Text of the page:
Media, culture, and politics from an aesthetic-materialist's perspective.

Thursday, November 29, 2007

On Misplaced Hatred

[This is a response I wrote to Audre Lorde's "Need: A Chorale for Black Woman Voices," a poem assigned in the online course my friend Alexis Gumbs is teaching: "To Be a Problem: Outcast Subjectivity and Black Literary Production." In conjunction with this post, please read Alexis's comments on sexual violence against black women, "To Be Game."]

The language of this poem is extraordinary. It raises the voices of the dead, so to speak (thank you, Sharon Holland), to create an impression of mourning that's at once singularly personal yet all-too-familiar to victims of sexual violence. I can understand why Lorde might have revised this poem upon hearing it performed: this impression of mourning is as much aural as it is visual, and it's important to try reading parts of "Need" out loud to dwell in its beautiful sadness.

I was particularly affected by Pat's words on p. 11:

What terror embroidered my face
onto your hatred
what ancient unchallenged enemy
took on my sweet brown flesh
within your eyes
came armed against you
with only my laugther my hopeful art
my hair catching the late sunlight
my small son eager to see his mama work?
...

I need you. For what?
Was there no better place
to dig for your manhood except in my woman's bone?

On the same page Bobbie says: "We have a grave need for each other / but your eyes are thirsty / for vengeance / dressed in the easiest blood / and I am closest."

These verses speak back to those perpetrators of sexual violence who refuse to take responsibility for their actions. Men must be confronted with the bruised, battered, bloodied flesh that is the outcome of their sexual aggression. In a sense, they must "own" that aggression by bearing witness to its horrible consequences.

At the same time, Pat and Bobbie acknowledge the psychic wounds that fuel the illogic of sexual violence against black women. The idea of "misplaced hatred" (12) resonates throughout Lorde's poem. An "ancient...enemy" is projected onto the black woman's body, and violence is done to that body out of fear, anxiety, self-loathing, and "terror."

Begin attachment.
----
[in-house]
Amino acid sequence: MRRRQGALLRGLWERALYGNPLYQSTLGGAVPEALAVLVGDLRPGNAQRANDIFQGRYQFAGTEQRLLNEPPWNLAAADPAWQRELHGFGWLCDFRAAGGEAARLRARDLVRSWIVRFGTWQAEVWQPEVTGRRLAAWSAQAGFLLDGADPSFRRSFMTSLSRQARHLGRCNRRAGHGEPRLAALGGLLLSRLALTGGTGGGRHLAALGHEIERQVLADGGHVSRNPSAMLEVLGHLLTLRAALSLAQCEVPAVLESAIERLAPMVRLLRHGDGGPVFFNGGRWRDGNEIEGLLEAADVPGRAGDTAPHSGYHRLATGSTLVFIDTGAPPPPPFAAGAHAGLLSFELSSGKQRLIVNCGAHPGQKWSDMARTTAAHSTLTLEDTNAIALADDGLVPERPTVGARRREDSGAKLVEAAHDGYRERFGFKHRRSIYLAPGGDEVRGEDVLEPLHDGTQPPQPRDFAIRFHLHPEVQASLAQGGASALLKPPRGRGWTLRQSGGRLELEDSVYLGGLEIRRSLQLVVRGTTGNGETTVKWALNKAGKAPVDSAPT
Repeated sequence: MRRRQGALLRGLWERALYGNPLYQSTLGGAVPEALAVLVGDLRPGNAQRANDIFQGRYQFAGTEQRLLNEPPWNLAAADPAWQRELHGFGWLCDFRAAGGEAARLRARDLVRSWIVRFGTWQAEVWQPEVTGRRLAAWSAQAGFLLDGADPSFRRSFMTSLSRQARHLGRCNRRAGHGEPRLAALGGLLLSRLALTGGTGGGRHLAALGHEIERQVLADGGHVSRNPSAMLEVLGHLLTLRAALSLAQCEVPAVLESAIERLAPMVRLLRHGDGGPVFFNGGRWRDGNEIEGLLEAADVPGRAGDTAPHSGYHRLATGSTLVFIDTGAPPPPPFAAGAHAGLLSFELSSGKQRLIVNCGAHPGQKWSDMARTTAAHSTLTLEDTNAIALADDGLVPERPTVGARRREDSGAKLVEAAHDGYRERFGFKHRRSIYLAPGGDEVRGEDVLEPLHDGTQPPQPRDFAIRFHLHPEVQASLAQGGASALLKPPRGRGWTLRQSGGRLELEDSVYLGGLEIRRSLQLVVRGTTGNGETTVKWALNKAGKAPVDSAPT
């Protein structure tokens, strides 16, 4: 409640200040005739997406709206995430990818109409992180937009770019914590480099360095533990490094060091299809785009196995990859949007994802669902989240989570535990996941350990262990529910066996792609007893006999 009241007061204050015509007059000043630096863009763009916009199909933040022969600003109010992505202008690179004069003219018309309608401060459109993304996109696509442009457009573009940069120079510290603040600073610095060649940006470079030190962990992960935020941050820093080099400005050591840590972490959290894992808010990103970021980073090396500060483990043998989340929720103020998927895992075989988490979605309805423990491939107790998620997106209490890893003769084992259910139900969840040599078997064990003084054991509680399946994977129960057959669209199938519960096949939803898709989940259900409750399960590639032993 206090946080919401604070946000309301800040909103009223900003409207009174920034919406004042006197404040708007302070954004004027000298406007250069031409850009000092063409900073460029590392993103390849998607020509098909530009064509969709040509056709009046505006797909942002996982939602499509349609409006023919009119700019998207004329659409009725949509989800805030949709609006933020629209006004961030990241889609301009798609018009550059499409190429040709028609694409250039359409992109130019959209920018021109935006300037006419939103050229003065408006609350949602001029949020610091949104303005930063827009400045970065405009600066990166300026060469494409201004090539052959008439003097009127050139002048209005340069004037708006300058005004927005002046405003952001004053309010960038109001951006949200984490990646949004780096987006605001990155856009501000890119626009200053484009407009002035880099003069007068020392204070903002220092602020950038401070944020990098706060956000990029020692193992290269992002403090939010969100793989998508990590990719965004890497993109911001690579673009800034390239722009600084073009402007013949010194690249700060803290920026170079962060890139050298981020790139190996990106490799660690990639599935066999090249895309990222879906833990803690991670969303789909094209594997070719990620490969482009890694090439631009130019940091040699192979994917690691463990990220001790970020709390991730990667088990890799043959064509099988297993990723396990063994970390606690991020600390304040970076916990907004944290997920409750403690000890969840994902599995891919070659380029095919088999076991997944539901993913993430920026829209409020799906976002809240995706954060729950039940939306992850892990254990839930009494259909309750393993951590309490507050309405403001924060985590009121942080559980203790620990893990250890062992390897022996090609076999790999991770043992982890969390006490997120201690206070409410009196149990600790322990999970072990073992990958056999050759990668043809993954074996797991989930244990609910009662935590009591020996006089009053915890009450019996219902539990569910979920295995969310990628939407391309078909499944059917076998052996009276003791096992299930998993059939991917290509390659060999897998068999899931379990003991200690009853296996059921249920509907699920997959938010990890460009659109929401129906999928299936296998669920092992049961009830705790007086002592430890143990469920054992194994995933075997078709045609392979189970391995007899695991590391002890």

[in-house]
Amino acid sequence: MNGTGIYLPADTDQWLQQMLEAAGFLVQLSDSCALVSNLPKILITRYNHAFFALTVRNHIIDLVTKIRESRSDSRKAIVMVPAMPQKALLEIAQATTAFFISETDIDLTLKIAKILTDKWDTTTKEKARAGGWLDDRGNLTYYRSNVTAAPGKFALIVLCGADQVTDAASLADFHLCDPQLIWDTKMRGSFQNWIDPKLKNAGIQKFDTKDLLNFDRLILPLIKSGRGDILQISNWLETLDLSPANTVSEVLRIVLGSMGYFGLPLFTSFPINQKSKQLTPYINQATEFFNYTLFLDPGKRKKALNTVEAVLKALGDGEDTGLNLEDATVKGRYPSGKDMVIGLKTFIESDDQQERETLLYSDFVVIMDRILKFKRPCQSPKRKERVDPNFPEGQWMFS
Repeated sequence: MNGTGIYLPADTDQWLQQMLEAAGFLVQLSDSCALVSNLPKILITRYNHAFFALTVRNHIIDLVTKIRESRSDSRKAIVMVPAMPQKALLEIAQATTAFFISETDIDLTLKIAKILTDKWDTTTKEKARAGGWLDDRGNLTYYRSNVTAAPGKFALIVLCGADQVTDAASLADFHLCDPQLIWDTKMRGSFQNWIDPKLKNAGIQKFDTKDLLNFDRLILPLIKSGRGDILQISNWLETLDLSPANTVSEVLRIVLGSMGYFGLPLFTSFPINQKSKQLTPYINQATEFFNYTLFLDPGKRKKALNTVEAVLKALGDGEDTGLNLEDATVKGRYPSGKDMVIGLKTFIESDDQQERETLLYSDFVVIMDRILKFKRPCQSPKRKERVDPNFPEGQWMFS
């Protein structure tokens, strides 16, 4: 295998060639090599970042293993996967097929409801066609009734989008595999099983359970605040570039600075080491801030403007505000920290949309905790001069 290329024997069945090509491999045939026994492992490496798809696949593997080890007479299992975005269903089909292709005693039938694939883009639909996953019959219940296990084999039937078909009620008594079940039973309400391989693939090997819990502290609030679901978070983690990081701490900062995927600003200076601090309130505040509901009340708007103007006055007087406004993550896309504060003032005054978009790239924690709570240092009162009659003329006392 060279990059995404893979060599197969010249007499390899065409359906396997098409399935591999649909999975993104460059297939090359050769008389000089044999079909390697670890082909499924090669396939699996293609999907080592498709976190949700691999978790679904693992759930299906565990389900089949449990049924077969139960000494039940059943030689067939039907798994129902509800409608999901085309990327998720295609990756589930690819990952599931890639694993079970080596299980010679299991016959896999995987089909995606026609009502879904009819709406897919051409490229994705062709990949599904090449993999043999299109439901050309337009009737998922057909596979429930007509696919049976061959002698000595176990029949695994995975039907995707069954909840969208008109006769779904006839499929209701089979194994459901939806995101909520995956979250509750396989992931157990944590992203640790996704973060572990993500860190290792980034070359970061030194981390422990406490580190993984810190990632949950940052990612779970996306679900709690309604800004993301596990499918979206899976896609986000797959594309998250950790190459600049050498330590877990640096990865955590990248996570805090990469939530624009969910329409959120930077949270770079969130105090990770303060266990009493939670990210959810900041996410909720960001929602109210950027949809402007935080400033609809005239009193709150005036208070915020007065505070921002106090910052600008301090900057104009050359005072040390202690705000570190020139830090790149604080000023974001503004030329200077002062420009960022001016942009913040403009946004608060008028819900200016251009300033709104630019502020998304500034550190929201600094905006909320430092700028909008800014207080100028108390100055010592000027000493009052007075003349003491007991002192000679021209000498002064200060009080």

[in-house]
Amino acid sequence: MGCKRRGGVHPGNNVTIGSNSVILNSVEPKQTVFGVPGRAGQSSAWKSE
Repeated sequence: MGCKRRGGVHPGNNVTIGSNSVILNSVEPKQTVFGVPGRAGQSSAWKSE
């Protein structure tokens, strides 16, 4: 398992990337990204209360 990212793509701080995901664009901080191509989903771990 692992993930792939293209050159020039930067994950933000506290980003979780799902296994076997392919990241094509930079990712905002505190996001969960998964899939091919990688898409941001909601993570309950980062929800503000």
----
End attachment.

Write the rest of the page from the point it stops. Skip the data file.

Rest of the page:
Who or what is that ancient enemy? It's not just racism Lorde is speaking of here: it's a radical dehumanization, through racism but also through heteronormative patriarchy and capitalism (which breeds male insecurity and compensatory measures to escape "lack"), of the social and psychic life of black people. This is a problem of black people's oppression tout court as it's tragically played out in the sexual dehumanization of the black female body.

There's a "grave," or urgent, need for black men to realize this problem and to join their sisters in resisting racist-sexist structures of capitalist domination. But that collaboration recedes from the horizon when intergender need is literally taken to the grave -- when black women aren't fellow strugglers and insurgents but are the objects of putatively male needs: sexual gratification, domestic control, and violent, phallic sublimation.

Lorde's troping on the idea of "need" is tragic and visionary. It captures a powerful social dynamic -- a problem of racial, gender, and class politics as they inhere in rape-murder -- and provokes us to ask other questions. What happens when we say -- to lovers, friends, comrades, companions -- "I need you"? Do we really mean it? In what ways do we mean it? On what, or whose, terms?

Or do you say

...you need me you need me you need me
a broken drum
calling me Black goddess Black hope Black
strength Black mother
yet you touch me
and I die in the alleys of Boston...

Sunday, November 18, 2007

Derrida Tarries with AutoCorrect

In reading the essays and interviews that comprise Jacques Derrida's Paper Machine (2005), I came across a delightful anecdote about the confrontation between philosophical writing and new technologies of writing and inscription. This from "The Word Processor":